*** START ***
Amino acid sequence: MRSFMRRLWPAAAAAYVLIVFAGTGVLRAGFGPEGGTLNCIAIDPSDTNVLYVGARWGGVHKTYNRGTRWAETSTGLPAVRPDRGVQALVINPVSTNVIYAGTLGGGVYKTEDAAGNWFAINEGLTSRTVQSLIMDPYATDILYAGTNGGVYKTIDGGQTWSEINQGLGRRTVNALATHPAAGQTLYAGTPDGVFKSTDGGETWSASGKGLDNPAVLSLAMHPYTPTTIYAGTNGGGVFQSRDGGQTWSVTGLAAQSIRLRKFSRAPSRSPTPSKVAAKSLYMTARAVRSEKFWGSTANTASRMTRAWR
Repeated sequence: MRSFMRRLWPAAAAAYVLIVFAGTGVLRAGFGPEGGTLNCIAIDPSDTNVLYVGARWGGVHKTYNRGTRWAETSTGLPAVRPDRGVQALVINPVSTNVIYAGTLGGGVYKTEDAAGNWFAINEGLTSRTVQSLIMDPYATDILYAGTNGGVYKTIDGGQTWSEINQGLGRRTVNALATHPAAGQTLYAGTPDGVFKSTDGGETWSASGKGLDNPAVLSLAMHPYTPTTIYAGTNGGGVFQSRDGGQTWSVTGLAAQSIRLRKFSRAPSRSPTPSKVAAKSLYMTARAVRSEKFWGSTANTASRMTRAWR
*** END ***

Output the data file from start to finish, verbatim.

Amino acid sequence: MRSFMRRLWPAAAAAYVLIVFAGTGVLRAGFGPEGGTLNCIAIDPSDTNVLYVGARWGGVHKTYNRGTRWAETSTGLPAVRPDRGVQALVINPVSTNVIYAGTLGGGVYKTEDAAGNWFAINEGLTSRTVQSLIMDPYATDILYAGTNGGVYKTIDGGQTWSEINQGLGRRTVNALATHPAAGQTLYAGTPDGVFKSTDGGETWSASGKGLDNPAVLSLAMHPYTPTTIYAGTNGGGVFQSRDGGQTWSVTGLAAQSIRLRKFSRAPSRSPTPSKVAAKSLYMTARAVRSEKFWGSTANTASRMTRAWR
Repeated sequence: MRSFMRRLWPAAAAAYVLIVFAGTGVLRAGFGPEGGTLNCIAIDPSDTNVLYVGARWGGVHKTYNRGTRWAETSTGLPAVRPDRGVQALVINPVSTNVIYAGTLGGGVYKTEDAAGNWFAINEGLTSRTVQSLIMDPYATDILYAGTNGGVYKTIDGGQTWSEINQGLGRRTVNALATHPAAGQTLYAGTPDGVFKSTDGGETWSASGKGLDNPAVLSLAMHPYTPTTIYAGTNGGGVFQSRDGGQTWSVTGLAAQSIRLRKFSRAPSRSPTPSKVAAKSLYMTARAVRSEKFWGSTANTASRMTRAWR